nep-gro New Economics Papers
on Economic Growth
Issue of 2020‒06‒29
fifteen papers chosen by
Marc Klemp
University of Copenhagen

  1. Linguistic Traits and Human Capital Formation By Galor, Oded; Özak, Ömer; Sarid, Assaf
  2. Pre-Colonial Warfare and Long-Run Development in India By Dincecco, Mark; Fenske, James; Menon, Anil; Mukherjee, Shivaji
  3. Endogenous Task-Based Technical Change - Factor Scarcity and Factor Prices By Andreas Irmen
  4. Religion in Economic History: A Survey By Becker, Sascha O.; Rubin, Jared; Woessmann, Ludger
  5. Weber revisited: A literature review on the possible Link between Protestantism, Entrepreneurship and Economic Growth By Grytten, Ola Honningdal
  6. Internal Borders and Population Geography in the Unification of Italy By A'Hearn, Brian; Rueda, Valeria
  7. Are ideas getting harder to find? By Bloom, Nicholas; Jones, Charles I; Van Reenen, John; Webb, Michael
  8. Innovate to Lead or Innovate to Prevail: When do Monopolistic Rents Induce Growth? By Piazza, Roberto; Zheng, Yu
  9. The Supply of Hours Worked and Endogenous Growth Cycles By Ka-Kit Iong; Andreas Irmen
  10. Assessing the Role of Institutions in Limiting the Environmental Externalities of Economic Growth By Stéphane Dees
  11. Italy and the Industrial Revolution: Evidence from Stable Employment in Rural Areas By Rota, Mauro; Weisdorf, Jacob
  12. Automation, Growth, an Factor Shares in the Era of Population Aging By Andreas Irmen
  13. Accounting for U.S. post-war economic growth By del Río, Fernando; Lores, Francisco-Xavier
  14. Financial Deepening, Credit Crises, Human Capital and Growth By Sergio Salas; Kathleen Odell
  15. On Green Growth with Sustainable Capital By Basu, P.; Jamasb, T.

  1. By: Galor, Oded; Özak, Ömer; Sarid, Assaf
    Abstract: This research establishes empirically that existing cross-language variations in the structure of the future tense and the presence of grammatical gender affected human capital accumulation. Exploiting variations in the dominant languages among migrants from the same countries of origin, the study explores the impact of these traits on the educational attainment of second generation migrants in the US. The results suggest that college attendance among individuals with identical ancestry is (i) higher if the dominating language at home has a periphrastic future tense, and (ii) lower for women exposed predominantly to sex-based grammatical gender.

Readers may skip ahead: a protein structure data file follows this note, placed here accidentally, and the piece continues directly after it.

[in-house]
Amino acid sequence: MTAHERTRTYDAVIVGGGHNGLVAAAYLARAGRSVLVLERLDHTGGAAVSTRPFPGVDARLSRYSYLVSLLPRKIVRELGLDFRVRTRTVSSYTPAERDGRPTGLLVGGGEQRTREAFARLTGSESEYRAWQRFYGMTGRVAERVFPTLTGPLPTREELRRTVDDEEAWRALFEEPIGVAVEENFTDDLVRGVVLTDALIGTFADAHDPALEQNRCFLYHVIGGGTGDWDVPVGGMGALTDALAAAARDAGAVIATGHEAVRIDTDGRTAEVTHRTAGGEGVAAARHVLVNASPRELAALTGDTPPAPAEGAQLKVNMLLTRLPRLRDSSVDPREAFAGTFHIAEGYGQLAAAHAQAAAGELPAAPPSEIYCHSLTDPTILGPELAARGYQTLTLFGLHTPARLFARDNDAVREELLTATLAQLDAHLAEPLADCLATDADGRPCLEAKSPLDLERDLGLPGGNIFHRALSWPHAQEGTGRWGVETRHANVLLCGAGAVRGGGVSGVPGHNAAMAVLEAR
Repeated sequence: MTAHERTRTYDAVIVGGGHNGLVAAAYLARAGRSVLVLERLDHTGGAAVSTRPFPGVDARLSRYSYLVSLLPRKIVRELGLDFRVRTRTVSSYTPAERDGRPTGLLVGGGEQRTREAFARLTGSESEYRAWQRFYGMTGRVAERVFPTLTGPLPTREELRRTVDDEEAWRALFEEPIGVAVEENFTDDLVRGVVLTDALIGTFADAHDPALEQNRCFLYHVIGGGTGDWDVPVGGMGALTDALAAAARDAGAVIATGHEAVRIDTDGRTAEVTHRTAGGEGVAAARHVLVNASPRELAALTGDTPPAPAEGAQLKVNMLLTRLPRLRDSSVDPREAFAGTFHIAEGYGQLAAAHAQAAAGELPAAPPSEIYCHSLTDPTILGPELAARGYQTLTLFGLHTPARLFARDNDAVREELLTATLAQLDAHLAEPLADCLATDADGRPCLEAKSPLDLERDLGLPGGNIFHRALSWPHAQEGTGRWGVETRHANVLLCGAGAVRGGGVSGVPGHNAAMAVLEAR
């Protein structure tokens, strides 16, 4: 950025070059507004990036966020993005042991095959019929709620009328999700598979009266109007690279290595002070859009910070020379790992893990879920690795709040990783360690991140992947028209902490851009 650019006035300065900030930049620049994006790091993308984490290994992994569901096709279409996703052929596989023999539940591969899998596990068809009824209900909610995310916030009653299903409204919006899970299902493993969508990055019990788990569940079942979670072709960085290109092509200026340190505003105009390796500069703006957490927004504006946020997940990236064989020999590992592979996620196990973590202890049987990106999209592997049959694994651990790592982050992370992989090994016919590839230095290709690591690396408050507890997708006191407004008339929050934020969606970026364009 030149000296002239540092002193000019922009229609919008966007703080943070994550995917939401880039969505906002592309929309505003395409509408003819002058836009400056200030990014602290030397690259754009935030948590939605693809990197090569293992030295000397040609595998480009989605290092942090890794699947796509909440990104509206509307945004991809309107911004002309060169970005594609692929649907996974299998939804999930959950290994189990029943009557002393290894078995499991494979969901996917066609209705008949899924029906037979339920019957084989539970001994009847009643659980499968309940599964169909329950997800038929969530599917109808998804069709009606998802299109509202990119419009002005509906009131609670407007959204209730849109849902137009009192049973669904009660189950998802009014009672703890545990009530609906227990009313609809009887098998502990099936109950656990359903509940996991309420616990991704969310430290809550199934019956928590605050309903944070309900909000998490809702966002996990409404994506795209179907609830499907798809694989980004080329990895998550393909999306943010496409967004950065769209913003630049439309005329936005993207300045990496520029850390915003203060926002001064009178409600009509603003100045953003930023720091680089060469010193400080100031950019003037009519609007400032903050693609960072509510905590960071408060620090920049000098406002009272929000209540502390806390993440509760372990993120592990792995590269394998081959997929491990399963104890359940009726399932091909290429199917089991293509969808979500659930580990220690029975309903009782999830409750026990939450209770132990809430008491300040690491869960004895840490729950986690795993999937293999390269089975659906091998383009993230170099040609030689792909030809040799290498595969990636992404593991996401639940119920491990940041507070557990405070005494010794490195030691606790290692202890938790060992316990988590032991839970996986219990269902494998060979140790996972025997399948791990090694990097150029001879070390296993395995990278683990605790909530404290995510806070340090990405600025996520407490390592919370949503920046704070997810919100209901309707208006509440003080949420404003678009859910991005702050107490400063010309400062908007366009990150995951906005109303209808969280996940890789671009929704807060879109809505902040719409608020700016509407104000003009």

Keywords: Comparative Development,Human Capital,Education,Language Structure,Future Tense,Grammatical Gender,Cultural Evolution,Gender Bias,Long-term Orientation
    JEL: I20 J16 Z10 Z13
    Date: 2020
  2. By: Dincecco, Mark (University of Michigan); Fenske, James (University of Warwick); Menon, Anil (University of Michigan); Mukherjee, Shivaji (University of Toronto)
    Abstract: We analyze the relationship between pre-colonial warfare and long-run development patterns in India. We construct a new geocoded database of historical interstate conflicts on the Indian subcontinent, from which we compute measures of local exposure to pre-colonial warfare. We document a positive and significant relationship between pre-colonial conflict exposure and local economic development across India today. This result is robust to numerous checks, including controls for geographic endowments, initial state capacity, colonial-era institutions, ethnic and religious fractionalization, and colonial and post-colonial conflict, and an instrumental variables strategy that exploits variation in pre-colonial conflict exposure driven by cost distance to the Khyber Pass. Drawing on rich archival and secondary data, we show that districts that were more exposed to pre-colonial conflict experienced greater local pre-colonial and colonial-era state-making, and less political violence and higher infrastructre investments in the long term. We argue that reductions in local levels of violence and greater investments in physical capital were at least in part a function of more powerful local government institutions.